Embodied AI
Introducing Habitat 3.0: The next milestone on the path to socially intelligent robots
October 20, 2023
5 minute read

When we think of AI-powered assistants, we often think of web-based chatbots or stationary smart speakers. At FAIR, we’ve been pursuing generally intelligent embodied AI agents that can perceive and interact with their environment, share that environment safely with human partners, and communicate and assist those human partners in both the digital and physical world. We’re building towards our future vision of all-day wearable augmented reality (AR) glasses, which would include a contextualized AI-powered interface and assistant to help you throughout your day. And we’re also working on improving the technology behind socially intelligent robots that will help out with everyday chores while adapting and personalizing to the preferences of their human partners. This robotics work is primarily focused on going deeper into embedded systems to build the best next-generation AR and VR experiences.

Training and testing social embodied AI agents on physical hardware (whether robots or AR glasses) with actual humans has scalability limitations, requires the added complexity of establishing standardized benchmarking procedures, and may pose safety concerns. That’s why we’ve developed a new set of tools for robotics research across simulators, datasets, and an affordable technology stack encompassing both hardware and software that make it easier, faster, and more affordable to conduct this research.

Today, we’re announcing three major advancements toward the development of social embodied AI agents that can cooperate with and assist humans in their daily lives:

  1. Habitat 3.0: The highest-quality simulator that supports both robots and humanoid avatars and allows for human-robot collaboration in home-like environments. AI agents trained with Habitat 3.0 learn to find and collaborate with human partners at everyday tasks like cleaning up a house, thus improving their human partner’s efficiency. These AI agents are evaluated with real human partners using a simulated human-in-the-loop evaluation framework, also provided with Habitat 3.0.
  2. Habitat Synthetic Scenes Dataset (HSSD-200): An artist-authored 3D dataset of over 18,000 objects across 466 semantic categories in 211 scenes. The highest quality dataset of its kind, HSDD-200 can train navigation agents with comparable or better generalization to physical-world 3D reconstructed scenes using two orders of magnitude fewer scenes than from prior datasets.
  3. HomeRobot: An affordable home robot assistant hardware and software platform in which the robot can perform open vocabulary tasks in both simulated and physical-world environments.

Habitat 3.0

In order to advance robotics capabilities fast, we develop and test new algorithms and models in simulators and then transfer them to physical robots. We’ve been making strides with the Habitat simulator for several years. Habitat 1.0 trained virtual robots to navigate in 3D scans of physical-world houses at speeds exceeding 10,000 robot steps per second (SPS). Habitat 2.0 introduced interactive environments (e.g., objects that could be picked up, drawers that could be opened) and trained virtual robots to clean up the house by rearranging objects.

Habitat 3.0 builds on those advances and supports both robots and humanoid avatars to enable human-robot collaboration on everyday tasks (e.g., tidying up the living room, preparing a recipe in the kitchen). This opens up new avenues for research on human-robot collaboration in diverse, realistic, and visually and semantically rich tasks. Habitat 3.0 also supports human avatars with a realistic appearance, natural gait, and actions to model realistic low- and high-level interactions. These humanoid avatars are controllable both by learned policies as well as real humans using a human-in-the-loop interface. This interface can support different media, such as control via keyboard and mouse as well as through VR headsets. This cohabitation of humans and robots in the simulation environment allows us for the first time to learn robotics AI policies in the presence of humanoid avatars in home-like environments on everyday tasks and evaluate them with real humans-in-the-loop. This is significant on several fronts:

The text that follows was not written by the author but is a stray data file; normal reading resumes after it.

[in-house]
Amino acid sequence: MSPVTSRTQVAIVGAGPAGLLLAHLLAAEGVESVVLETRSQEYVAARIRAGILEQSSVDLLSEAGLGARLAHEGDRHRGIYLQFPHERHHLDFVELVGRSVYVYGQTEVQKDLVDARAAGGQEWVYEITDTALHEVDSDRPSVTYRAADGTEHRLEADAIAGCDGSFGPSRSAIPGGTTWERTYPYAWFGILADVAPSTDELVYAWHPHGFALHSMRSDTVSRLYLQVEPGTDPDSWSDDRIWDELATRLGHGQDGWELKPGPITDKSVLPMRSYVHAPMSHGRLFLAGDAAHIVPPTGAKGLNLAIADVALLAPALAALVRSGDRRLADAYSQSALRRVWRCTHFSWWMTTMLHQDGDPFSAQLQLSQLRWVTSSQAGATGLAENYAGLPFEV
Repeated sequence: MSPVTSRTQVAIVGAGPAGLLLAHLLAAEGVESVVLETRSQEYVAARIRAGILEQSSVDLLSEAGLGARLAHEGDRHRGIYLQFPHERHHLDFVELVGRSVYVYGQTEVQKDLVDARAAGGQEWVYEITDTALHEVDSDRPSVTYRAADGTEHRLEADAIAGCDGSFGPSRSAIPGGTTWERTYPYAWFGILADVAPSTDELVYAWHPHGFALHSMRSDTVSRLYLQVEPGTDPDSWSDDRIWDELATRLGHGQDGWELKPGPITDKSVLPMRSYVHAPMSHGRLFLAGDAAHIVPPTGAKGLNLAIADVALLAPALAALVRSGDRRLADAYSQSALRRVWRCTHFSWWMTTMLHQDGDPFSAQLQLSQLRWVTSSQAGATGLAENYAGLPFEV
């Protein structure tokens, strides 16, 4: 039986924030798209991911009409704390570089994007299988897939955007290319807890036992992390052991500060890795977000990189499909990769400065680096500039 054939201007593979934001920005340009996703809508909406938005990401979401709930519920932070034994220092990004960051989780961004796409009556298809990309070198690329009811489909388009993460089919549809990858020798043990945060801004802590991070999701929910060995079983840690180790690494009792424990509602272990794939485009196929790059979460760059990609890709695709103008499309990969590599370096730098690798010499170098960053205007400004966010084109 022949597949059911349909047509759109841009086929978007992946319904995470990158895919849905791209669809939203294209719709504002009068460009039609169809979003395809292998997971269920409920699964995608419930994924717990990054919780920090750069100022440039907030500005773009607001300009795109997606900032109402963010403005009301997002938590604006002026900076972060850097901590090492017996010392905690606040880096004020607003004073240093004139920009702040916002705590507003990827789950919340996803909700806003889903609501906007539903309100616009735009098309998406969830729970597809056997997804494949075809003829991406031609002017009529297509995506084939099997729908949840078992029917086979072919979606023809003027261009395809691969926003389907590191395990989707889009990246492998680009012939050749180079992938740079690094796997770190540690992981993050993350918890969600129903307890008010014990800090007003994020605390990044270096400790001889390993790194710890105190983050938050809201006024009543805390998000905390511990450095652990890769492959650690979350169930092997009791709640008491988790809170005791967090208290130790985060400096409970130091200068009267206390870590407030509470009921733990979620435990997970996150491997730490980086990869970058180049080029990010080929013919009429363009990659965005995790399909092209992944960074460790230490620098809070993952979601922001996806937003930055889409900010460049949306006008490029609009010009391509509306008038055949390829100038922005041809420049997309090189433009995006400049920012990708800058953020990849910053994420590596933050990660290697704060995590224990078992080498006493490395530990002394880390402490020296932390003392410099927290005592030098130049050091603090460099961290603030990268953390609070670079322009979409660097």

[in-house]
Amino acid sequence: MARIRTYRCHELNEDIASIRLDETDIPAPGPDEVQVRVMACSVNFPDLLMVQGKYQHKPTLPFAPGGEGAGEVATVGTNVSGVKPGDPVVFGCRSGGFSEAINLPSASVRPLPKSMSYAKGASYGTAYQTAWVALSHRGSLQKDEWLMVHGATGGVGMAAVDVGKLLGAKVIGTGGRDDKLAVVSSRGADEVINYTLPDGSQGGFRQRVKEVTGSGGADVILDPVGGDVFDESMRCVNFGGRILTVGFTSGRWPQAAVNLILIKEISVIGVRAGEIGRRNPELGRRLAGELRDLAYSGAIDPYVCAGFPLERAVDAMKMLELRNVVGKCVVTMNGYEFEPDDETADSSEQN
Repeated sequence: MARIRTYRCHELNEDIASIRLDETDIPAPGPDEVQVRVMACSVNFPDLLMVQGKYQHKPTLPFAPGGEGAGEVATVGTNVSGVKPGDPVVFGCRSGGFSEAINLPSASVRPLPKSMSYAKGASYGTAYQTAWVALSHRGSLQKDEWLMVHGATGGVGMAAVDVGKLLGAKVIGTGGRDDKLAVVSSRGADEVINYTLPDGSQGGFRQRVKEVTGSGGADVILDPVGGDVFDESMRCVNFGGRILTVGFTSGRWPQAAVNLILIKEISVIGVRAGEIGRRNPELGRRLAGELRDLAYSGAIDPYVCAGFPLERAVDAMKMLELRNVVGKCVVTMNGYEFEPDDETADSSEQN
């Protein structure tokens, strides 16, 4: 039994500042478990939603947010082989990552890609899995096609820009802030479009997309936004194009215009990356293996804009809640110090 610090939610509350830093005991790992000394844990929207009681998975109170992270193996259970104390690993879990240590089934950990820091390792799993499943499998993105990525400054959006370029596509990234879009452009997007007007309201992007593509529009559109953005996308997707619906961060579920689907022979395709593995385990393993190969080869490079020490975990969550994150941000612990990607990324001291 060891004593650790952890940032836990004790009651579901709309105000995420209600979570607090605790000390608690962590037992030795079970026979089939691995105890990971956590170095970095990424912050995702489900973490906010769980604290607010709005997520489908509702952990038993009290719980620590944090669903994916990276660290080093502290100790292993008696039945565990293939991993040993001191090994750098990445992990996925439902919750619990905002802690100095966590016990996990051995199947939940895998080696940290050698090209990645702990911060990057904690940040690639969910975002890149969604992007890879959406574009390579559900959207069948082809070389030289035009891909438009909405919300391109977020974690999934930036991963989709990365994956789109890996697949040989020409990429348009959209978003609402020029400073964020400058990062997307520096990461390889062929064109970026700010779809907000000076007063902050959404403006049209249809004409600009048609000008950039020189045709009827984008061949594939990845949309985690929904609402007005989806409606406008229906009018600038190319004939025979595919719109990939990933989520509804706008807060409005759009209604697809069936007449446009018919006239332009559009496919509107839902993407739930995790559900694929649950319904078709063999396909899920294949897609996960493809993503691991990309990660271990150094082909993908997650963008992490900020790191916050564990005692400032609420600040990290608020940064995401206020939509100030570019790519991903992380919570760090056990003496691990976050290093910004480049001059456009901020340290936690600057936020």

• Reinforcement learning algorithms typically require millions of iterations to learn something meaningful, so it can take years to do these experiments in the physical world. In simulation, they can be completed in a few days.
  • It’s impractical to collect data in different houses in the physical world, as that requires moving the robots to different places, setting up the environment, etc. In simulation, we can change the environment in a fraction of a second and start experimenting in a new environment.
  • If the model isn’t trained well, there’s a risk that the robot could damage the environment or harm people in the physical world. Simulation allows us to test the methods in a safe environment before deploying them to the physical world to help mitigate those safety concerns.
  • Today’s state-of-the-art AI models require a lot of data for training purposes. Simulation enables us to easily scale up data collection, while in the physical world it can be quite costly and slow.

We also present two highly relevant tasks and a suite of baselines to establish benchmarks in the field of social embodied AI. The first task, Social Rearrangement, involves a robot and a humanoid avatar working collaboratively to perform a set of pick-and-place tasks, like cleaning up a house. In this task, the robot and the human must coordinate their actions to achieve a common goal. This intelligent behavior emerges from large-scale training in simulation. The second task, Social Navigation, involves the robot locating and following a person while maintaining a safe distance.

We believe Habitat 3.0 is the first simulator to support large-scale training on human-robot interaction tasks in diverse, realistic indoor environments. This training results in emergent collaborative behaviors in our learned policy, such as giving way to the human partner in narrow corridors and efficiently splitting up a task for faster completion than the human could accomplish alone.